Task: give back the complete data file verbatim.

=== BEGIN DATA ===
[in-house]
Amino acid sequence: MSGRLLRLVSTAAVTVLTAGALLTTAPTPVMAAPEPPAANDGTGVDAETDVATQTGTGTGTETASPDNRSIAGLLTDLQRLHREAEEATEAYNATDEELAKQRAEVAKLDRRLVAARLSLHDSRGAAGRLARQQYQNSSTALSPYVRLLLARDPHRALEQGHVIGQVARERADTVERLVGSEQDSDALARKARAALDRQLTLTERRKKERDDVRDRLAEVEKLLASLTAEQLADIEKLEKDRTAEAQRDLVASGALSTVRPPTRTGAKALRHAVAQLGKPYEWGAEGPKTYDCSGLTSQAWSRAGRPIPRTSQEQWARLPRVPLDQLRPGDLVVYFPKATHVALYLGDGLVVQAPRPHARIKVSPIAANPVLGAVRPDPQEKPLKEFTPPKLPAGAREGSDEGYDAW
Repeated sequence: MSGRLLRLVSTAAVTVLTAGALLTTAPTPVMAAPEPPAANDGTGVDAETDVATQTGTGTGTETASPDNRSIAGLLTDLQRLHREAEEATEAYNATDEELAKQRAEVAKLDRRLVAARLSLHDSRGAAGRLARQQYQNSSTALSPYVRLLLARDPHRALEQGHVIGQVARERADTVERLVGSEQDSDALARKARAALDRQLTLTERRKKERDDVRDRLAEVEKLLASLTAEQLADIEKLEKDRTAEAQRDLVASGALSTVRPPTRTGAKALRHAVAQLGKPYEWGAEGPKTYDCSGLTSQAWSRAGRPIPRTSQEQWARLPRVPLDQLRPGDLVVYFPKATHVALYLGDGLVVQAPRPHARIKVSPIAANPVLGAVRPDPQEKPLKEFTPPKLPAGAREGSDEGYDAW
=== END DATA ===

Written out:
[in-house]
Amino acid sequence: MSGRLLRLVSTAAVTVLTAGALLTTAPTPVMAAPEPPAANDGTGVDAETDVATQTGTGTGTETASPDNRSIAGLLTDLQRLHREAEEATEAYNATDEELAKQRAEVAKLDRRLVAARLSLHDSRGAAGRLARQQYQNSSTALSPYVRLLLARDPHRALEQGHVIGQVARERADTVERLVGSEQDSDALARKARAALDRQLTLTERRKKERDDVRDRLAEVEKLLASLTAEQLADIEKLEKDRTAEAQRDLVASGALSTVRPPTRTGAKALRHAVAQLGKPYEWGAEGPKTYDCSGLTSQAWSRAGRPIPRTSQEQWARLPRVPLDQLRPGDLVVYFPKATHVALYLGDGLVVQAPRPHARIKVSPIAANPVLGAVRPDPQEKPLKEFTPPKLPAGAREGSDEGYDAW
Repeated sequence: MSGRLLRLVSTAAVTVLTAGALLTTAPTPVMAAPEPPAANDGTGVDAETDVATQTGTGTGTETASPDNRSIAGLLTDLQRLHREAEEATEAYNATDEELAKQRAEVAKLDRRLVAARLSLHDSRGAAGRLARQQYQNSSTALSPYVRLLLARDPHRALEQGHVIGQVARERADTVERLVGSEQDSDALARKARAALDRQLTLTERRKKERDDVRDRLAEVEKLLASLTAEQLADIEKLEKDRTAEAQRDLVASGALSTVRPPTRTGAKALRHAVAQLGKPYEWGAEGPKTYDCSGLTSQAWSRAGRPIPRTSQEQWARLPRVPLDQLRPGDLVVYFPKATHVALYLGDGLVVQAPRPHARIKVSPIAANPVLGAVRPDPQEKPLKEFTPPKLPAGAREGSDEGYDAW